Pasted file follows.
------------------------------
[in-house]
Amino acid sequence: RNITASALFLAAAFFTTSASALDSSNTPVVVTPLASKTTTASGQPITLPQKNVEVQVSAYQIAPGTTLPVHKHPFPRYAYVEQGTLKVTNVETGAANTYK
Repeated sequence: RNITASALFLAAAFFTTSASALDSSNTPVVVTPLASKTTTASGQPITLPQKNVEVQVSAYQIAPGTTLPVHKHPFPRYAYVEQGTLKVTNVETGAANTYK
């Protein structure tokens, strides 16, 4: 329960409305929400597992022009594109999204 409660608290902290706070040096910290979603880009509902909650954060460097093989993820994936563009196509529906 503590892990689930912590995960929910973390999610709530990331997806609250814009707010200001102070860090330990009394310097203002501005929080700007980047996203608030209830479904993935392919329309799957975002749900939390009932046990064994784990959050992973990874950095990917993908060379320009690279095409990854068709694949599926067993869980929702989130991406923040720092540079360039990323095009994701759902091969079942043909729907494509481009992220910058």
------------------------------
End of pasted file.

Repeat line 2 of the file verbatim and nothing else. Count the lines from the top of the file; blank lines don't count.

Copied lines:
Amino acid sequence: RNITASALFLAAAFFTTSASALDSSNTPVVVTPLASKTTTASGQPITLPQKNVEVQVSAYQIAPGTTLPVHKHPFPRYAYVEQGTLKVTNVETGAANTYK